Can we convert a sketch up model to a 3d printing model?


#1

I draw my products in sketch up and print these to a brochure. We are now considering using a 3d printer to make models of our products for our sales team.
How do I get the drawing from Sketch up8 Free to a 3d printer please?
Thank you


Model looses most information when sliced for 3D printing (not manifold?)
#2

Use the STL exporter available from the Extensions Warehouse.
That file format is usable on pretty much all 3d-printers.

However, you do need to ensure you model is a ‘Solid’.
If you group it its Entity Info should include that word in the top bar.
Try it with a simple solid cube group to see it.
Then delete a face in the group and it is no longer ‘solid’ !

There are many posts on ‘Solids’… search.
BUT here are a few rules.
A manifold ‘Solid’ is a group or component which contains only geometry - so no text, dimensions or nested groups etc within it.
Guides are allowed but they are best avoided too.
The ‘geometry’ must be only faces and their edges.
Every edge must have TWO faces: no fewer and no more.
So that means:
No faceless edges.
No edges with only one face - e.g. around a hole or a flap/shelf.
No edges with three or more faces - e.g. an internal partition face - which then has three or more faces for some of its perimeter edges, or two otherwise seemingly solid boxes sharing an edge, so in fact that edge has four faces rather than two !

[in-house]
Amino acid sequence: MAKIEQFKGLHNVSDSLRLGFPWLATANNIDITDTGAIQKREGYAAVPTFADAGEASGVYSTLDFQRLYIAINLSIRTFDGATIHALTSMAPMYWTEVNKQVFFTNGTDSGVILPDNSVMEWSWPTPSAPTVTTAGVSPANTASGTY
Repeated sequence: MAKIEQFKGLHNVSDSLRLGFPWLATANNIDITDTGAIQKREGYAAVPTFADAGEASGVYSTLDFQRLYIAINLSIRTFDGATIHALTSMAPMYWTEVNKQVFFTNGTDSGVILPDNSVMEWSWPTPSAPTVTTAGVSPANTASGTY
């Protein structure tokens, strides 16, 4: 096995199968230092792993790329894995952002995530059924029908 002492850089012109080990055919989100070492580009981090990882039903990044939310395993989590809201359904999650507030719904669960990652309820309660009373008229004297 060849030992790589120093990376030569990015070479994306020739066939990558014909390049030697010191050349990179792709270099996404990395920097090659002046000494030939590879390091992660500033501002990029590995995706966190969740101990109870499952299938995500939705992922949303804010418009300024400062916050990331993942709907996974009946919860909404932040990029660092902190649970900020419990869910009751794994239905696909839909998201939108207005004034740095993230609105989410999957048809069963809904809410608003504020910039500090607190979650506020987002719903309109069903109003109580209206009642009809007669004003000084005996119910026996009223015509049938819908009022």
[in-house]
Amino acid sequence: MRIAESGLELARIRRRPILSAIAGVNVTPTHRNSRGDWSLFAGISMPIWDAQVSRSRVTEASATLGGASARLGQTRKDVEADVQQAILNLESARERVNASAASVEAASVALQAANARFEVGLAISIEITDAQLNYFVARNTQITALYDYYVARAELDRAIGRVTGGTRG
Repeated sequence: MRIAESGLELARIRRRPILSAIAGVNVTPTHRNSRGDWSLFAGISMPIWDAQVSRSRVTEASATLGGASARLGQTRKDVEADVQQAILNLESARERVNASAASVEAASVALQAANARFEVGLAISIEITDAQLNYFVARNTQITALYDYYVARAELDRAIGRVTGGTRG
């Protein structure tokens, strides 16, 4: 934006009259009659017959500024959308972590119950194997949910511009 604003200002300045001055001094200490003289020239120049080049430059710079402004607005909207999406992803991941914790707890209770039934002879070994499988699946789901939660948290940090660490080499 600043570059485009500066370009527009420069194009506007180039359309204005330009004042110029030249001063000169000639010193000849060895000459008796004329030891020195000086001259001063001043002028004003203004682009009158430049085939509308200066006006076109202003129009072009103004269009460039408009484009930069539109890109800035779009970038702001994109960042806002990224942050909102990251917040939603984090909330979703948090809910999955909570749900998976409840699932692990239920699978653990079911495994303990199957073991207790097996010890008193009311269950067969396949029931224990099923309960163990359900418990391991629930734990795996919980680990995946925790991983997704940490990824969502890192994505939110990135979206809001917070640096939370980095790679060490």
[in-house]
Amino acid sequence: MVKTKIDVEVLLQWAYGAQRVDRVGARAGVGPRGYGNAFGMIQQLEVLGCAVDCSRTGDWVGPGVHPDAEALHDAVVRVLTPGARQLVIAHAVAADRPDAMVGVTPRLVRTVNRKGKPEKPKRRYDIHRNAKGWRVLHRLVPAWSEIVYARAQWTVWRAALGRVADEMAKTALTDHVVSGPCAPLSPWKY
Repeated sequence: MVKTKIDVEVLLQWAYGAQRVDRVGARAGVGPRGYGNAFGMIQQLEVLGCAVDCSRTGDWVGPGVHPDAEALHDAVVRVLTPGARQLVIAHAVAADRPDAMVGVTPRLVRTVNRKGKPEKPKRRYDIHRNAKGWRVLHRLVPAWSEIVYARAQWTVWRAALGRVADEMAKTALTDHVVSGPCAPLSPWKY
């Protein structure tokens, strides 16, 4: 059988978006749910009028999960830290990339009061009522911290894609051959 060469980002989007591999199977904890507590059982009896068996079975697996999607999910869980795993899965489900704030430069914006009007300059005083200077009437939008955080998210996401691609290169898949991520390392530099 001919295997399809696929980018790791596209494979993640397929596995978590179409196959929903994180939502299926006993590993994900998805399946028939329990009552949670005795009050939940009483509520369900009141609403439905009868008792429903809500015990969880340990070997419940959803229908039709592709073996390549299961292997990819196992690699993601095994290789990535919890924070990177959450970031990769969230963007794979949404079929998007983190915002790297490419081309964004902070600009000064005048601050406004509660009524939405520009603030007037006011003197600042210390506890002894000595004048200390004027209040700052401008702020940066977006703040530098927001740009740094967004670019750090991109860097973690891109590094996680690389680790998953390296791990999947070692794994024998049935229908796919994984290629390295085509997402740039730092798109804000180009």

You can use Section-cuts and Xray mode to get inside the form to tidy up…

Thomthom has made a Solid Inspector tool which highlights issues causing non-solidity…
You can then manually fix problem areas…
There are also some other tools available which attempt to auto-fix issues, but it is possible to make an object so convoluted they can’t cope - see SolidSolver and SUsolid…

Incidentally recently it has been realized that a seemingly ‘solid’ object can be made that is still not printable - e.g. one that is like a Klein Bottle which reenters itself, but ‘intersecting’ the group’s geometry with create the missing edges where it penetrates itself and make it non-solid. SO it’s a good tip to try an intersection after it says it’s a solid anyway !


#3

Just think of it like a ballon, all the faces in your model is the rubber. There can’t be any holes or leftover faces/edges anywhere. If it can’t hold air/water, it’s not a solid.
So since one of these balloons have a hole and therefore can’t hold air, it’s not a solid, whereas the other one is a solid.

*Oh yea, and on a side note, 3D printing will have another factors how overhangs are difficult to print, general physics apply. See Google for details.